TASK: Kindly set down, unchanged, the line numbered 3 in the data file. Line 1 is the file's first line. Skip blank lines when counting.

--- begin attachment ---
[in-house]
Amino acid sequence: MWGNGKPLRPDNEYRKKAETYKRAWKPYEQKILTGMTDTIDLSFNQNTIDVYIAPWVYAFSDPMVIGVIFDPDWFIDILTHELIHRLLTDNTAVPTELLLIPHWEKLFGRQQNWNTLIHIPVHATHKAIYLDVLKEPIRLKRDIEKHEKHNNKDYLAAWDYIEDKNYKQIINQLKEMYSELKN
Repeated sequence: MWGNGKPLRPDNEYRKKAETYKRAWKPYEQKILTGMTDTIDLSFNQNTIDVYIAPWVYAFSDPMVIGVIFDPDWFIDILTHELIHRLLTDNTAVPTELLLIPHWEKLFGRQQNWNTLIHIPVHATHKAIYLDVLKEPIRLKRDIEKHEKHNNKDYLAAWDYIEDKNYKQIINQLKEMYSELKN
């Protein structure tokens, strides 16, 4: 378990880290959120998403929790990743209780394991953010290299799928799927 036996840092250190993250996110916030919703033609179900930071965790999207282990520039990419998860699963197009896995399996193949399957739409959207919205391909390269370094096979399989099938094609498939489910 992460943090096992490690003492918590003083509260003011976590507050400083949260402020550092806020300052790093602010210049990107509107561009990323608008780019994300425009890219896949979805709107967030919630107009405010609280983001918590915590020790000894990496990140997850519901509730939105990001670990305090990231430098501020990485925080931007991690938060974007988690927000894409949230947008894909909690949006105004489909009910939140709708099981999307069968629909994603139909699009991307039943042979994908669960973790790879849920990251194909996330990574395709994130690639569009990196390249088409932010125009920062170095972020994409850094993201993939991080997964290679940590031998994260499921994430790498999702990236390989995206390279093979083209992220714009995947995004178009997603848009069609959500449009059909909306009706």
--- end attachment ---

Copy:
Repeated sequence: MWGNGKPLRPDNEYRKKAETYKRAWKPYEQKILTGMTDTIDLSFNQNTIDVYIAPWVYAFSDPMVIGVIFDPDWFIDILTHELIHRLLTDNTAVPTELLLIPHWEKLFGRQQNWNTLIHIPVHATHKAIYLDVLKEPIRLKRDIEKHEKHNNKDYLAAWDYIEDKNYKQIINQLKEMYSELKN